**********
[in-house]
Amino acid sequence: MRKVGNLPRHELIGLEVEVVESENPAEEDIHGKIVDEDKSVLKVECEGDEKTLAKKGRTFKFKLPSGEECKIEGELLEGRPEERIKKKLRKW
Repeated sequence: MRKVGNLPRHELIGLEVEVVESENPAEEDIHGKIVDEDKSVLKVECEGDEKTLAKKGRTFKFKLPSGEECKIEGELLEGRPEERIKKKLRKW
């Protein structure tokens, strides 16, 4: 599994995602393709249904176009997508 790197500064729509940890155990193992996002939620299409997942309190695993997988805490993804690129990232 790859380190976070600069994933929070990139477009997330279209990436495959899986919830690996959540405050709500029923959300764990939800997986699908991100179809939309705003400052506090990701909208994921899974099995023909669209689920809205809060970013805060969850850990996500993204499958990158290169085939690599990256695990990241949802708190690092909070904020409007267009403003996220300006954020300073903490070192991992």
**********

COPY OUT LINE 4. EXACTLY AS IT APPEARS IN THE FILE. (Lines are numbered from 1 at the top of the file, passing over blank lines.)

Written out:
């Protein structure tokens, strides 16, 4: 599994995602393709249904176009997508 790197500064729509940890155990193992996002939620299409997942309190695993997988805490993804690129990232 790859380190976070600069994933929070990139477009997330279209990436495959899986919830690996959540405050709500029923959300764990939800997986699908991100179809939309705003400052506090990701909208994921899974099995023909669209689920809205809060970013805060969850850990996500993204499958990158290169085939690599990256695990990241949802708190690092909070904020409007267009403003996220300006954020300073903490070192991992």